From just one shop that sold mattresses in Nakuru, the Nakumatt chain of supermarkets grew to its current mega-presence of 32 stores spread across Kenya, Uganda and Rwanda, with six more planned across the region before the end of the year. Along the way, a tragic fire in one store and the demolition of another are just some of the setbacks the chain has overcome to stay on top of the market. Nakumatt’s Chief Executive Oicer ATUL SHAH (HAKU) spoke to DEA’s KWENDO OPANGA on the surefooted spring to success in which everyone is one large family
DIPLOMAT EAST AFRICA: How old is Nakumatt and how would you describe the story ofthe supermarket so far?
ATUL SHAH: Nakumatt was born out of Nakuru Mattresses. Nakumatt is short for Nakuru Mattresses. Nakuru Mattresses was registered in 1965. We took over the business in 1978 and we were only in Nakuru and Eldoret until 1987 when we set up a small store in Nairobi on Ukwala Street. Then it was known as Nakuru Mattresses, Nairobi. In 1991 we had our first branch.
This was the first so-called hypermarket or supermarket. It was small; only 4,500 square feet. This is what is Nakumatt Mega today and which is approximately 125,000 square feet. So, just like babies grow so has this store.
At the moment we have 28 stores in Kenya, three in Uganda and one in Rwanda. This year, we plans to put up one more in Rwanda, one in Uganda and at least four more in Kenya. So, six stores are planned to be operational this year.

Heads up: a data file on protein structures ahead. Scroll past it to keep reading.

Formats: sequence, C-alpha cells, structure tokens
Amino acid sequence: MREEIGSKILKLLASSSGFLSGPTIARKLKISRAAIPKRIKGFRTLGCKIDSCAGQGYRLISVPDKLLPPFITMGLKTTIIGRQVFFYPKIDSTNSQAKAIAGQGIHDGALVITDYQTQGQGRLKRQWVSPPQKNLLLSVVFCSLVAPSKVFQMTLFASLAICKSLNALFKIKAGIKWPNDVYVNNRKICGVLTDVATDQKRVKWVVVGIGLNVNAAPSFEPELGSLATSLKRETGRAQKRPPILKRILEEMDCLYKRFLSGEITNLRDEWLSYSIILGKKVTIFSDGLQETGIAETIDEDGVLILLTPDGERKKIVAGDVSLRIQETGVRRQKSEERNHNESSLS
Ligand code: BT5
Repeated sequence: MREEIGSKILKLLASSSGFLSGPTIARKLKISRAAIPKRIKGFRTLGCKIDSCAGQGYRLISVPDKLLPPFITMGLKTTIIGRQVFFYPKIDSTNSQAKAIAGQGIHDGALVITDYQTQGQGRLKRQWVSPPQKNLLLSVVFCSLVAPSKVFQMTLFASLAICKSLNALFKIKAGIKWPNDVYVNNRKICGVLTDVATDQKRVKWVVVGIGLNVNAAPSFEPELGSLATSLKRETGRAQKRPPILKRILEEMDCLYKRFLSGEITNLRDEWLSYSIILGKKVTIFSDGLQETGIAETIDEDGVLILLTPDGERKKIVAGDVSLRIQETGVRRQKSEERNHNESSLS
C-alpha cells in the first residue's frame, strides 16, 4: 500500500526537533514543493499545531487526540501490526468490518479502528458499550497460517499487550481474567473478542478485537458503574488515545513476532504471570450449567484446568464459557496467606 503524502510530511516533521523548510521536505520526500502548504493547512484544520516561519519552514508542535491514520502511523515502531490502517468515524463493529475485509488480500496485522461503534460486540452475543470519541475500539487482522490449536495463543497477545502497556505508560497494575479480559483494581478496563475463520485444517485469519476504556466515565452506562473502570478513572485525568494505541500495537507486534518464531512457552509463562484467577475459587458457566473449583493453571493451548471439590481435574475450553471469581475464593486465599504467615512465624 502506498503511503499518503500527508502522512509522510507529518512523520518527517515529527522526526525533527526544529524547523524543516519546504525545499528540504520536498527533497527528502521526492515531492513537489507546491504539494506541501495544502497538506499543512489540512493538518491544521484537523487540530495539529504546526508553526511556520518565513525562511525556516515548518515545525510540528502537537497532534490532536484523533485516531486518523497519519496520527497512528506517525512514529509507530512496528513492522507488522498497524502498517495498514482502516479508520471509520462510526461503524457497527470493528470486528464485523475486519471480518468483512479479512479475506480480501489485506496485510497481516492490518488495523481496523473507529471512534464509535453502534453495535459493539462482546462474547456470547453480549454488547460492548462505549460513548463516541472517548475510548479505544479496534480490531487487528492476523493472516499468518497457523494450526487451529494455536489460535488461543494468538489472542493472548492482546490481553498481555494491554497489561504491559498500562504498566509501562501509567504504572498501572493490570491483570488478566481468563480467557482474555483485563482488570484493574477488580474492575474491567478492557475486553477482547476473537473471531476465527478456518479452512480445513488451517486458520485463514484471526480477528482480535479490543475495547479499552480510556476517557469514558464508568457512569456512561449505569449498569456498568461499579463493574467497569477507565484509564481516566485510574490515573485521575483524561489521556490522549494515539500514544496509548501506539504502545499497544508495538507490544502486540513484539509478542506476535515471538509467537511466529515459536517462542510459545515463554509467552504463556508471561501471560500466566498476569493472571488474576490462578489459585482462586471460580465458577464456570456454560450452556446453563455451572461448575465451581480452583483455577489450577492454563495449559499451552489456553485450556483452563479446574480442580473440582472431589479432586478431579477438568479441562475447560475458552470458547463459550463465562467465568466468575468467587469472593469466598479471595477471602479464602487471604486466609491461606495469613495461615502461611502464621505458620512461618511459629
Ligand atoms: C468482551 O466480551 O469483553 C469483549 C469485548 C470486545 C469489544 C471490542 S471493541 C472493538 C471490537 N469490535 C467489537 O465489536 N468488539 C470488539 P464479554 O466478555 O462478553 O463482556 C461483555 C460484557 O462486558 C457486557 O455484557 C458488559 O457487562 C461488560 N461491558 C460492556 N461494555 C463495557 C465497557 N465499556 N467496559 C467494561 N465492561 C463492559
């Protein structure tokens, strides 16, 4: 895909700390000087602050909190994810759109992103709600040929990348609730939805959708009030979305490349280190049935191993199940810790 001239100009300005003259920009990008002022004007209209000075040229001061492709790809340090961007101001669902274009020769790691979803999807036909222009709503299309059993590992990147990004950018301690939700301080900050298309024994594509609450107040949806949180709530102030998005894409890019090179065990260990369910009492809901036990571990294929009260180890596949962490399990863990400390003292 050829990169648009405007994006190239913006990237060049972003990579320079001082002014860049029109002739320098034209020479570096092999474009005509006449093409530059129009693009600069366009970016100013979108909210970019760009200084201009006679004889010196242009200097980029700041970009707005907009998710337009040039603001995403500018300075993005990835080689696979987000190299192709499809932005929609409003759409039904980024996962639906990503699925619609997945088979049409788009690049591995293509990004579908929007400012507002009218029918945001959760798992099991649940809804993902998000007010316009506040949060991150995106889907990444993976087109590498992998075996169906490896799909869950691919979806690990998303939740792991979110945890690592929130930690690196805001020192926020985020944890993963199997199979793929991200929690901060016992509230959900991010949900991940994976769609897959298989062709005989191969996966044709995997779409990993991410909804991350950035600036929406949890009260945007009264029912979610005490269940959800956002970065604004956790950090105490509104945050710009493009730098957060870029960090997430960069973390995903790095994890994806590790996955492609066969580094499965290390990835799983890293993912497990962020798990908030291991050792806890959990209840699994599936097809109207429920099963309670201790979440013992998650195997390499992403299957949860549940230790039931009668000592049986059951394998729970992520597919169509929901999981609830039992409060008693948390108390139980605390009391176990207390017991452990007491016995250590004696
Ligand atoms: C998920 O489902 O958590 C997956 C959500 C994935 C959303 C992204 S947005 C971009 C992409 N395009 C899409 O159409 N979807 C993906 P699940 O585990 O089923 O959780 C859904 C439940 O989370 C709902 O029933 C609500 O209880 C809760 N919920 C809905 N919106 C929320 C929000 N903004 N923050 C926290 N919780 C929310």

Q: You haven’t mentioned Tanzania.
A: We will open our first store in Tanzania in June in Moshi. Why Moshi? Because development in Dar-es-Salaam was stopped, so if it gets underway again then we will have a branch in Dar next year. We will also have a branch in Arusha where we have already identified a site. Bujumbura is the next stop, then Juba.
Q: That’s rapid expansion.
A: No, that’s opportunity. Yes, we have gone through financial issues because of expanding too fast, but the cost of opportunity was higher. We had some financial issues but we have now recovered. The banks have supported us; one of the banks thought we were expanding too fast, but they did not reckon with the opportunity value. All the banks have realised the opportunity value that we espouse.
When a location is available, you don’t begin asking questions about when because the location is there and then. If you look at Nairobi, we have three circles; the CBD, then the middle circle where we have Nakumatt Mega, Nakumatt Junction and Westgate and the outer circle in which you find us in Embakasi, Galleria, Karen and Village Market. Kiambu Road is coming this year, and the new Thika, which is due next year. The three circles cover Nairobi very well; take any road out of Nairobi and you will find us.
Q: What would you attribute the success of Nakumatt to?
A: We are successful because Nakumatt is one big family. We have 4,700 people working with us in Kenya. We are all concerned about how Nakumatt can be even bigger and better. Everybody here, apart from a few professionals, has grown from, say, a shop attendant to become a manager, or a driver to become a manager, or a turn-boy to become a supervisor. Nakumatt is therefore something everybody is attached to; everybody looks at it as their own; to which they belong.